Continuities
Social classes
Changes
Olmecs-Elite class and many laborers
Andes-agricultural surplus allowed for specialized laborers such as craftsmen and artisans
In Maya society, rulers, nobility, and priests were prominent
Merchants were nobles who served as traders and ambassadors
Also had architects, artisans, peasants, and slaves

Social and Economic Classes in Mesoamerica
Plebeians vs patricians
Social tensions
Conscription
Land distribution issues (
latifundia
)
Common appeased with
bread and circuses
(Colosseum)
Pater familia
→ very patriarchal, rested family life in hands of males
Merchants, landowners, and contractors became the wealthy class
Slaves (1/3 of the population) worked on latifundia, and in state quarries or mines

Social and Economic Classes in Roman Society
Continuities
Some poleis, but not all, had social classes
Changes
Sparta
Theoretically equal--little social distinction
Government owned slaves (
helots
)
Athens
Land distribution issues
Representation of lower class issues (
Solon, Pericles
)

Social and Economic Classes in Greek Society
Continuities
Gender-specific roles
Changes
Patriarchal society
Sparta-women still largely domestic but were expected to be strong, higher status than other poleis
When outside, usually were escorted by a male chaperon and wore veils
Women could small businesses, but not property
Only public position a woman could hold was as a priestess
Most upper-class women were educated (
Sappho
)

Gender Roles/Relations in Greek Society
Continuities
Social class system
Changes
Ruling class made up of warrior kings/nobles
Seen as semi-divine
Position passed to princes/kings' friends
Priests were second only to ruling class
Slaves
Usually POW or debtors
Typically freed after a few years
Changes
Blending of various cultures and ethnicities due to frequent invasions (Semitic peoples, Assyrians, Babylonians, etc.)
Racial/Ethic Constructions in Mesopotamia
Family/Kinship in Mesopotamia
Continuities
Social classes
Changes
SPAM- based on Confucian values
Scholars- very focused on education, so scholars were valued highly
Peasants
Artisans
Merchants
Warriors not valued, emphasized agriculture
Social and Economic Classes in East Asia
Strong
patriarchy

Basic unit of society
A man could easily leave a childless wife, while a woman faced harder punishments leaving her husband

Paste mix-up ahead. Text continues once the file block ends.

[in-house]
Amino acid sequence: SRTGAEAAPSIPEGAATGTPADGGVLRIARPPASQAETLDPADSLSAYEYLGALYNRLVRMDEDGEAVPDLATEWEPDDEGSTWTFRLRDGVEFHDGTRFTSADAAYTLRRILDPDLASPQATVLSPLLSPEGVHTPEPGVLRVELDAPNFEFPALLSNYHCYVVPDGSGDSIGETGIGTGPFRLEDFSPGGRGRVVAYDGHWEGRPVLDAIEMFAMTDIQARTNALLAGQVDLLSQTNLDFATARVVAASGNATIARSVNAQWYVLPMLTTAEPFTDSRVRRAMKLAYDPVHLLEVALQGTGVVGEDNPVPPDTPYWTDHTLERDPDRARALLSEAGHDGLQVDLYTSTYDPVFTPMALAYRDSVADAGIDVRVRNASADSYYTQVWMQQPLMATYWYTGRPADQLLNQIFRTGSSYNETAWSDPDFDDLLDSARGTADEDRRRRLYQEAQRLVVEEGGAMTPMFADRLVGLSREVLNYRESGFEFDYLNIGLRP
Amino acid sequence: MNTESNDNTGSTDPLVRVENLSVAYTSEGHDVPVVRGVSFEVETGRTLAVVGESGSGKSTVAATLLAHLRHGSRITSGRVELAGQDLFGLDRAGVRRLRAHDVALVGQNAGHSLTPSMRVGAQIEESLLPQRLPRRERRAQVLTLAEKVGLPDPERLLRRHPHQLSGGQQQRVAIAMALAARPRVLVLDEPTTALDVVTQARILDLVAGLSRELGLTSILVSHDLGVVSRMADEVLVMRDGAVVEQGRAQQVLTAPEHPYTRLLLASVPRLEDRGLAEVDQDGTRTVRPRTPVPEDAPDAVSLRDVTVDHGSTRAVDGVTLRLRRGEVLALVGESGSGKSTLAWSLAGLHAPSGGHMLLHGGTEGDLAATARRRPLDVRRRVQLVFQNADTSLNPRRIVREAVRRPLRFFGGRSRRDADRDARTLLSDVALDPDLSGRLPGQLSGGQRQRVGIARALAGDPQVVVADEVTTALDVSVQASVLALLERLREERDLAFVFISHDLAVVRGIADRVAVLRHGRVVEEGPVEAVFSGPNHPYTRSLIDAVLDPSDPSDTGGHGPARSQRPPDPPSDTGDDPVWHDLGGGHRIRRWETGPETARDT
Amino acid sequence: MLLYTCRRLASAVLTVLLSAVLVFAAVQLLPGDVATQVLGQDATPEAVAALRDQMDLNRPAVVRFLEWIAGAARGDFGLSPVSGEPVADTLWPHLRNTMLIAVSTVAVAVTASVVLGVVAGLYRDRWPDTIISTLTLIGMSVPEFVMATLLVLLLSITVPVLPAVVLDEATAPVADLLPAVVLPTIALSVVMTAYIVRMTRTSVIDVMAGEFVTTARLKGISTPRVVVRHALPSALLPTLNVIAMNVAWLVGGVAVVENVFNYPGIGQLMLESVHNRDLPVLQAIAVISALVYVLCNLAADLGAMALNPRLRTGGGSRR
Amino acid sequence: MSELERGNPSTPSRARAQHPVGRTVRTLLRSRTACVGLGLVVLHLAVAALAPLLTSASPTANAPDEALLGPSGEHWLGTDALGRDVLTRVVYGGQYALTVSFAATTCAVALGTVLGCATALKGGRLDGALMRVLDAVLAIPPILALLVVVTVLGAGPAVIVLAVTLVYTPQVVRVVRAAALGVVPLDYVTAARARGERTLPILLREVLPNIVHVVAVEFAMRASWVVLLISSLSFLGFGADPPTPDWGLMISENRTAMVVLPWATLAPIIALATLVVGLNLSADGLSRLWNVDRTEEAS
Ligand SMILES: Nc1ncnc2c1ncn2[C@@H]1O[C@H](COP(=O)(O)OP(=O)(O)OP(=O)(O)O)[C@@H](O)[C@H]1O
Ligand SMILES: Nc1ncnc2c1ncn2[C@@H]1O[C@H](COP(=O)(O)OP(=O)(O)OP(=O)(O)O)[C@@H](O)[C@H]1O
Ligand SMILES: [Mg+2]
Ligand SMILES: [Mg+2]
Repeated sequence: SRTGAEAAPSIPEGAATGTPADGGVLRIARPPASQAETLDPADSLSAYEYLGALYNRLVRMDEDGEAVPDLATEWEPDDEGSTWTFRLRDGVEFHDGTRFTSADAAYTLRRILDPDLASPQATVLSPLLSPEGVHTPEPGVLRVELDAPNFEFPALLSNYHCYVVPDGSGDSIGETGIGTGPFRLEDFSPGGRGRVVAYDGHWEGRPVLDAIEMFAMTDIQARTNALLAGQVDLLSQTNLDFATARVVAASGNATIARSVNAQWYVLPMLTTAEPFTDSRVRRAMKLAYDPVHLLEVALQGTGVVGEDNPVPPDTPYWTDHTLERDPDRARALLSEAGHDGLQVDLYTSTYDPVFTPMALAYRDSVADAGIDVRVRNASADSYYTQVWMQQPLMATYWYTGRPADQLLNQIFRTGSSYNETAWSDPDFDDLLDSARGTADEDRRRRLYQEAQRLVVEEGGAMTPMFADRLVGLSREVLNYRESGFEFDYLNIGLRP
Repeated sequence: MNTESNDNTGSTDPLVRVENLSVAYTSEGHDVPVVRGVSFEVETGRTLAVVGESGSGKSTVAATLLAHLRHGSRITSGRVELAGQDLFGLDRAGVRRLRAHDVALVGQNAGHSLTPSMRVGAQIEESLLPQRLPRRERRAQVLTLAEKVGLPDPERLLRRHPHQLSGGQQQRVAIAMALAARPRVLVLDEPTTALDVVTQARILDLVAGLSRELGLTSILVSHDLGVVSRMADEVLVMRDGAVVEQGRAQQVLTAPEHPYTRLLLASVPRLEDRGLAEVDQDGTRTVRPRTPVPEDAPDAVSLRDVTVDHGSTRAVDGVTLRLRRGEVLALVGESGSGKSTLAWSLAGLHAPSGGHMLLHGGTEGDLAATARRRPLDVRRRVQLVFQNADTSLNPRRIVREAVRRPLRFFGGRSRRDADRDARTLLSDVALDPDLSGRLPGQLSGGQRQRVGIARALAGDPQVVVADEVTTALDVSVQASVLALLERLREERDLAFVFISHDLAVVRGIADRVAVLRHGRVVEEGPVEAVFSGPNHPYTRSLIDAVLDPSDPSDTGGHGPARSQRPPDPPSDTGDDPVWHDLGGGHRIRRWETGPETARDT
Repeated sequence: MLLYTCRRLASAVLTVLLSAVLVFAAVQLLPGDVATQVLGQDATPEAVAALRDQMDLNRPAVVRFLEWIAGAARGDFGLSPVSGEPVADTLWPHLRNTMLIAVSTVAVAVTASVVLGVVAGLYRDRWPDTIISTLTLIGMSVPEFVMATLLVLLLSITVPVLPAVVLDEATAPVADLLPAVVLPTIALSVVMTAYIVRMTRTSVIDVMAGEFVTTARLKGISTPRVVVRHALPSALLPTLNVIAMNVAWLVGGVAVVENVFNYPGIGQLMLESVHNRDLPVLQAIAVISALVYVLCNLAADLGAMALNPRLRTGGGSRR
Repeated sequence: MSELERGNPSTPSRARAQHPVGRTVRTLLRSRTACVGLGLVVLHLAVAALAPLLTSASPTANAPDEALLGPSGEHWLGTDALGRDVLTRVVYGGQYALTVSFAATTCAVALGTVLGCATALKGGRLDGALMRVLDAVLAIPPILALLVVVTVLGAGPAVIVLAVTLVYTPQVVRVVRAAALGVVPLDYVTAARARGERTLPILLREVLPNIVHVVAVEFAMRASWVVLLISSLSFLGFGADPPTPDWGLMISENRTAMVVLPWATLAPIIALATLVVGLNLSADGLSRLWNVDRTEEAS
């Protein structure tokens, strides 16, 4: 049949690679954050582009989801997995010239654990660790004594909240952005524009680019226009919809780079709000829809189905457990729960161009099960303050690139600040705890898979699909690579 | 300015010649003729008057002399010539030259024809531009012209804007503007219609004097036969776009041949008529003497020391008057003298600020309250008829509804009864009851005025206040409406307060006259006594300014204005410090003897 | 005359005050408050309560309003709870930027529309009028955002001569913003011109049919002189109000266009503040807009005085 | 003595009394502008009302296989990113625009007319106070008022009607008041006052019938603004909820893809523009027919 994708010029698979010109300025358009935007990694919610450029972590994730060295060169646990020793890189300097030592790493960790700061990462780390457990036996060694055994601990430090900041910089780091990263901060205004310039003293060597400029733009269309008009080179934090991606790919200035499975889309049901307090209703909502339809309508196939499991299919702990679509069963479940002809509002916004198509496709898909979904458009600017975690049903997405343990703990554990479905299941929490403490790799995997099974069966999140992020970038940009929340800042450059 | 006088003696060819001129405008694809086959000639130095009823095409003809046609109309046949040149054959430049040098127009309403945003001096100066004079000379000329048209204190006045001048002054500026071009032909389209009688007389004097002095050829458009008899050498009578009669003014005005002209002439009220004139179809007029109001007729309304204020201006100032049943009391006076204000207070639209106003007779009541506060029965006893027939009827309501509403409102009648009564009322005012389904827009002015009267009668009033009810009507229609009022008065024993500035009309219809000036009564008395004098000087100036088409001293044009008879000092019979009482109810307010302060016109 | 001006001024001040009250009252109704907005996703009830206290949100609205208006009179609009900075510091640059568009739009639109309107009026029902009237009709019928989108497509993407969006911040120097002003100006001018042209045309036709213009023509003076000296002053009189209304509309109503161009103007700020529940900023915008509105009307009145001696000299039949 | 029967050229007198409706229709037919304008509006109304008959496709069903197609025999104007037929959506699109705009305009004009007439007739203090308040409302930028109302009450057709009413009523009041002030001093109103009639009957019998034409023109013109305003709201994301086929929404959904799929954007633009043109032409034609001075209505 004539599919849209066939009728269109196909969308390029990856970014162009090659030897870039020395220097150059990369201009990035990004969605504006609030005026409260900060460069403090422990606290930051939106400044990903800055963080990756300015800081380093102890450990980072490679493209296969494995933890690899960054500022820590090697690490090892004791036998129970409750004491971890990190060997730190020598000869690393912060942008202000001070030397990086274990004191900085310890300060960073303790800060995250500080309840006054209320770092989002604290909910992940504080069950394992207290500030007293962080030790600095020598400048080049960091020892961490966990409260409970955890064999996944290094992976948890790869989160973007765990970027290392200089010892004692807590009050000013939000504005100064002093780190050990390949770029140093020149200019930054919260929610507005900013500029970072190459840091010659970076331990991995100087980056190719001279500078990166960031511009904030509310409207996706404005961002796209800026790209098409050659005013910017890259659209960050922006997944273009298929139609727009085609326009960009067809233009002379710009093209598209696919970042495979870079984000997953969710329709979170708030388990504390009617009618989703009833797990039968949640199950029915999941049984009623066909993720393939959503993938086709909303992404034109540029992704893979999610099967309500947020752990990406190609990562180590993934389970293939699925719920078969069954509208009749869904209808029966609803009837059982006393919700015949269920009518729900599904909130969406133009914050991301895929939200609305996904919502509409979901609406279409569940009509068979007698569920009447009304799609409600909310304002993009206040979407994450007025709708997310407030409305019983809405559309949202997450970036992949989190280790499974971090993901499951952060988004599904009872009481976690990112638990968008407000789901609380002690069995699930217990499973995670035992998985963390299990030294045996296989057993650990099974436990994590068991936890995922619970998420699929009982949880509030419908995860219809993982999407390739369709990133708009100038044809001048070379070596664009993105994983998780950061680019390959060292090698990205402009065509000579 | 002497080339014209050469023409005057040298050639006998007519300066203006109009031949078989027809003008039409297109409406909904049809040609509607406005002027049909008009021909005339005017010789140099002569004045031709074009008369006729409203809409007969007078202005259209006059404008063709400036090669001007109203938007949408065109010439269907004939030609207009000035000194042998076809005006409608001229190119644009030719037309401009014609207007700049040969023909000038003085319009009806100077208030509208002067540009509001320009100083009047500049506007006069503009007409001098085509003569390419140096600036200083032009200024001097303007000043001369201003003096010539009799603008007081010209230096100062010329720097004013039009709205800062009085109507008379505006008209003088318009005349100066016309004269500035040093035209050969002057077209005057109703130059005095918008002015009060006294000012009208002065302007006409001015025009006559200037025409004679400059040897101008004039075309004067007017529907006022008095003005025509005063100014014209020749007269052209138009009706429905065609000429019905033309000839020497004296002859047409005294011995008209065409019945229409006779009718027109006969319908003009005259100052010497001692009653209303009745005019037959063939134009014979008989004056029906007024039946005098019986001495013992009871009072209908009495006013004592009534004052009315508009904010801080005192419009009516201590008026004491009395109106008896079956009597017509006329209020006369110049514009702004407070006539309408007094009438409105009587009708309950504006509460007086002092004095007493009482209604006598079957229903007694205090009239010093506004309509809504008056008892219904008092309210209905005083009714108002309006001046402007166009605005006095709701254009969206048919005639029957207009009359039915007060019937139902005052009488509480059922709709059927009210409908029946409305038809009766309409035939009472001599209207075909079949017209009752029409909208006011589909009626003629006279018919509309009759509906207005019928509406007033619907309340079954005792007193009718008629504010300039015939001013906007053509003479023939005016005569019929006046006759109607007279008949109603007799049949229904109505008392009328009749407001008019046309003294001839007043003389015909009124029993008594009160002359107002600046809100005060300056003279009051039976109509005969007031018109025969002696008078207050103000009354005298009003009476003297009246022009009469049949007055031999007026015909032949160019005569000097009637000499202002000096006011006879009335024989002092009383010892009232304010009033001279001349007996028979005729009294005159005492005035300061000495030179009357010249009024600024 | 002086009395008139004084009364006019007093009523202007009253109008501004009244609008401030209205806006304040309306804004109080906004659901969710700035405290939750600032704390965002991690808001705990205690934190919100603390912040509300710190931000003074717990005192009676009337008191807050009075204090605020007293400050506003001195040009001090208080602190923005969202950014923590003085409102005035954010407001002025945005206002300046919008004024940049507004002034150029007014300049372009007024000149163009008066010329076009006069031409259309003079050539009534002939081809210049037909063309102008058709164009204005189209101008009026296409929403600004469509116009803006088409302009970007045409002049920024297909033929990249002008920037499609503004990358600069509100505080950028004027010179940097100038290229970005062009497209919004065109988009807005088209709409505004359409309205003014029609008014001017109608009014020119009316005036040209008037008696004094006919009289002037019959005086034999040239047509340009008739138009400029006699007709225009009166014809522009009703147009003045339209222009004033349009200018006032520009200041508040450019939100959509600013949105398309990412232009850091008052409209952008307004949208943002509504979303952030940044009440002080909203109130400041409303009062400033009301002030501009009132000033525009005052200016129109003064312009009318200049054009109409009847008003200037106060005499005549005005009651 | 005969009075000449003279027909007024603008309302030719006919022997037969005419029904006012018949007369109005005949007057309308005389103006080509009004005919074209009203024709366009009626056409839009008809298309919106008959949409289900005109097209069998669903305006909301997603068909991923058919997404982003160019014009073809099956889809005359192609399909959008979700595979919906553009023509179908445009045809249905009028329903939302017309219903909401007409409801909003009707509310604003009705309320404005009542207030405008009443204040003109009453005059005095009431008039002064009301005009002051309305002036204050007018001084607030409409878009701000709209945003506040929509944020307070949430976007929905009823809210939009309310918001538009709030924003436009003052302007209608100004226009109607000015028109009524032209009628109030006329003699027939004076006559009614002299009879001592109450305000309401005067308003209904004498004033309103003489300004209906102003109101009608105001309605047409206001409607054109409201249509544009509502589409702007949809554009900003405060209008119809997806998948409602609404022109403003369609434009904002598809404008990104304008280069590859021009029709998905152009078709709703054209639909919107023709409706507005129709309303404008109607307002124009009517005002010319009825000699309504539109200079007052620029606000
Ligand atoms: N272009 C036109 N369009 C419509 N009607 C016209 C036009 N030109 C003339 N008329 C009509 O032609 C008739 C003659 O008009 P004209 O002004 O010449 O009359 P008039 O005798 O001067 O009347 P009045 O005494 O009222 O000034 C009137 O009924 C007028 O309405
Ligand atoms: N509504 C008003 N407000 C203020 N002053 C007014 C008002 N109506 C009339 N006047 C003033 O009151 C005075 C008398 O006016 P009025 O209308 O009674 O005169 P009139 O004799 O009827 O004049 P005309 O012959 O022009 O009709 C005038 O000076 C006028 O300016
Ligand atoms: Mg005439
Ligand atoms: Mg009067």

A woman could go where she wanted as long as it was okay with her husband

Continuities
For those who remained hunter-gatherers (primarily Austronesians), few social classes
Changes
Hierarchical chiefdoms (Lapita)
Had a very powerful divine/semi-divine chief that would lead public rituals
Chiefs, priests, administrators, soldiers, servants
Contests for power caused arguments that led to further migration
Social and Economic Classes in Oceanic Society
Social and Economic Classes in Mesopotamia
Continuities
Men/women performed different roles in household
Changes
Patriarchal heads of family
Property passed to children
Family/Kinship in the Nile River Valley
Changes
Strictly patriarchal
Women=subordinates to men
Entire family part of the same caste
Family/Kinship in South Asia
Changes
Strictly patriarchal
Confucian values emphasized a united family
Religion based on the veneration of ancestors
Elders seen as wise, held power within a family
Family/Kinship in East Asia
Changes
Strictly patriarchal--men had authority in household
Made all decisions, including whether or not to abandon a newborn infant
Women performed domestic roles

Family/Kinship in Greek Society
Changes
Patriarchal
Paterfamilias
="father of the family"
Arranged marriages
Determined children's work
Punished children
Family included entire household (slaves, servants, relations)
Authority was not strictly in the hands of men--women wielded some influence as supervisors of domestic affairs
Often helped with finances and decision making

Family/Kinship in Roman Society
Continuities
Gender-specific roles
Changes
Patriarchal, although less so than other regions
Often maintained finances and amassed great deal of property (despite loosely-enforced legal restrictions)
Men were still the authority and controlled public life

Gender Roles/Relations in Roman Society
Mohenjo-Daro
Luoyang
Jericho
Çatal Hüyük
Chavin Cult
Egypt
Nubia
Chang'an
Rome
Athens
Sparta
Olmecs
Maya
Austronesia
Sumer
Lapita Society
Han
Mauryan/Gupta Empires
Full transcript